Once they have been handed over to the publisher both my books have undergone a thorough examination but it’s fair to say that neither has been very dramatically altered at this stage of the process. Perhaps that’s partly because they go through many rewrites before I let go of them.

How would I react if a publisher did want me to do a major overhaul on one of my books, or they were set on doing one themselves? I really don’t know. As I said above I am someone who is used to being edited and sees the value of it. However I do have a much stronger emotional attachment to my fiction than I do to copy I write for work – there’s more of me in it so of course it matters to me.

I think it would come down to how much sense I saw in the changes, which I would want to do rather than having them done for me. I don’t know whether I could go along with a root and branch overhaul of my work if it was taking the book in a direction I didn’t agree with. Thankfully that’s not been an issue so far and I have nothing but good things to say about the way both of my books have been handled!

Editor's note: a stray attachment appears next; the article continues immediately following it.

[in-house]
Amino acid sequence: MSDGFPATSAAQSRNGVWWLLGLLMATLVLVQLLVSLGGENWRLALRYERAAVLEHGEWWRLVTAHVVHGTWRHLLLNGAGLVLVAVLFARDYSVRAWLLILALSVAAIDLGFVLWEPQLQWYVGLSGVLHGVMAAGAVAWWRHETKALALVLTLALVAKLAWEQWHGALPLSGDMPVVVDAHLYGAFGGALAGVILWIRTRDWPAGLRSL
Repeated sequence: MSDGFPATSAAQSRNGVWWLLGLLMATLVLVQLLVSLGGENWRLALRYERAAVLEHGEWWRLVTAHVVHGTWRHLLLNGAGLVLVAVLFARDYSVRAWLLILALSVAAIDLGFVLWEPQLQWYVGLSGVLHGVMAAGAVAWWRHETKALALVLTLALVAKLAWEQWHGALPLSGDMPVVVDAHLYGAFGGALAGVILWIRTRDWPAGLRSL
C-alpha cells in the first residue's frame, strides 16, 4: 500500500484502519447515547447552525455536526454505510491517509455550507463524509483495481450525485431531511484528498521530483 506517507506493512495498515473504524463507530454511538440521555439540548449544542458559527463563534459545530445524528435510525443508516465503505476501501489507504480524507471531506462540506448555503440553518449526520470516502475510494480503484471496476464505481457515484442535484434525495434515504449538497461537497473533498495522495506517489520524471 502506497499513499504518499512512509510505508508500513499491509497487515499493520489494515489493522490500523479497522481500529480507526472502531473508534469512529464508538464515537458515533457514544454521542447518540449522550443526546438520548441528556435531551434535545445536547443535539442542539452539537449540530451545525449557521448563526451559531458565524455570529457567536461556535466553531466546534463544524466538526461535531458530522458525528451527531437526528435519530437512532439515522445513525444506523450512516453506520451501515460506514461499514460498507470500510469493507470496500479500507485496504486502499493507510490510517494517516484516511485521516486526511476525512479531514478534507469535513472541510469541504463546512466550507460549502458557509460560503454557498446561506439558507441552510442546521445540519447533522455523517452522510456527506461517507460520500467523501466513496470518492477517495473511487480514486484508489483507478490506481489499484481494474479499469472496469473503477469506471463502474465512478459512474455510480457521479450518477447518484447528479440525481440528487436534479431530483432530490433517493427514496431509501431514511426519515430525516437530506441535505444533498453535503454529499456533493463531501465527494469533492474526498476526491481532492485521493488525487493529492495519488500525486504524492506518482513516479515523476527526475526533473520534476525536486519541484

Raymond_CarverI remember one author telling me about her play, which had a successful run in London‘s West End. It was a drama set in the trenches of the First World War and, as is the nature of these things, at the end, everybody died. At least they did in her version. In the version which was staged everybody lived – because that was a more cheerful and optimistic ending apparently! That’s the sort of thing I would struggle with I think.